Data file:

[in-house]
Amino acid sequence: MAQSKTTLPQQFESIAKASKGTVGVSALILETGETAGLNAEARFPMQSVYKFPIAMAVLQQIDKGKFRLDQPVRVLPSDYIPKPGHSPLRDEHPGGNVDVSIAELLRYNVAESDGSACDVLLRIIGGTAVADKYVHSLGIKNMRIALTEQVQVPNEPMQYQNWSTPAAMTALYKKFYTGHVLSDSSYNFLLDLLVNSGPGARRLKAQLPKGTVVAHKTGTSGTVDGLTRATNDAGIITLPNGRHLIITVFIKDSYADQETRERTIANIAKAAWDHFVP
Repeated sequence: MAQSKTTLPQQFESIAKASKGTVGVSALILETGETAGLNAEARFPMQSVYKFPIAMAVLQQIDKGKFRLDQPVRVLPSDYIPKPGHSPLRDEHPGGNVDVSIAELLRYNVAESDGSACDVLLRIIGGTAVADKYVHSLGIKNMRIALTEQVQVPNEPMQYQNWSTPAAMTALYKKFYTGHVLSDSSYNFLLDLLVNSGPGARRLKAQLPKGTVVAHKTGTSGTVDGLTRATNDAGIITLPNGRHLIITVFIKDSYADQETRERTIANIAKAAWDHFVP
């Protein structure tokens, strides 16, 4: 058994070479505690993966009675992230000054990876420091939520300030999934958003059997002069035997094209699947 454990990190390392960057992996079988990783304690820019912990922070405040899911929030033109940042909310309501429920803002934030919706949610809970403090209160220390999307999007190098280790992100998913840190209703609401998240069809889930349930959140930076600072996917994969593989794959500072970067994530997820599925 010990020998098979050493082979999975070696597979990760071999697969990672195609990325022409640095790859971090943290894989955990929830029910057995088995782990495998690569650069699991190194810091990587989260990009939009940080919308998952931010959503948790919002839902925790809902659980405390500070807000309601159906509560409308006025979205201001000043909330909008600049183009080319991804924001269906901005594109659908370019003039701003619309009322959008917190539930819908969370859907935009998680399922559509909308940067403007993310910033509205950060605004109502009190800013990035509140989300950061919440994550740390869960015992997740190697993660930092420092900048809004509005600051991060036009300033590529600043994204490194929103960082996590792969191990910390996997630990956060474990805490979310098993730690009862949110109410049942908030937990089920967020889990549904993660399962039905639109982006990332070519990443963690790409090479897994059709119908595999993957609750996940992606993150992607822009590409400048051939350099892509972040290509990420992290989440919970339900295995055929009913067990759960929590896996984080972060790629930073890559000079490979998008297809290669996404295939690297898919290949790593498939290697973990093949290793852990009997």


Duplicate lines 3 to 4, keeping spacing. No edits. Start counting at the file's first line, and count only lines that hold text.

Repeated sequence: MAQSKTTLPQQFESIAKASKGTVGVSALILETGETAGLNAEARFPMQSVYKFPIAMAVLQQIDKGKFRLDQPVRVLPSDYIPKPGHSPLRDEHPGGNVDVSIAELLRYNVAESDGSACDVLLRIIGGTAVADKYVHSLGIKNMRIALTEQVQVPNEPMQYQNWSTPAAMTALYKKFYTGHVLSDSSYNFLLDLLVNSGPGARRLKAQLPKGTVVAHKTGTSGTVDGLTRATNDAGIITLPNGRHLIITVFIKDSYADQETRERTIANIAKAAWDHFVP
């Protein structure tokens, strides 16, 4: 058994070479505690993966009675992230000054990876420091939520300030999934958003059997002069035997094209699947 454990990190390392960057992996079988990783304690820019912990922070405040899911929030033109940042909310309501429920803002934030919706949610809970403090209160220390999307999007190098280790992100998913840190209703609401998240069809889930349930959140930076600072996917994969593989794959500072970067994530997820599925 010990020998098979050493082979999975070696597979990760071999697969990672195609990325022409640095790859971090943290894989955990929830029910057995088995782990495998690569650069699991190194810091990587989260990009939009940080919308998952931010959503948790919002839902925790809902659980405390500070807000309601159906509560409308006025979205201001000043909330909008600049183009080319991804924001269906901005594109659908370019003039701003619309009322959008917190539930819908969370859907935009998680399922559509909308940067403007993310910033509205950060605004109502009190800013990035509140989300950061919440994550740390869960015992997740190697993660930092420092900048809004509005600051991060036009300033590529600043994204490194929103960082996590792969191990910390996997630990956060474990805490979310098993730690009862949110109410049942908030937990089920967020889990549904993660399962039905639109982006990332070519990443963690790409090479897994059709119908595999993957609750996940992606993150992607822009590409400048051939350099892509972040290509990420992290989440919970339900295995055929009913067990759960929590896996984080972060790629930073890559000079490979998008297809290669996404295939690297898919290949790593498939290697973990093949290793852990009997």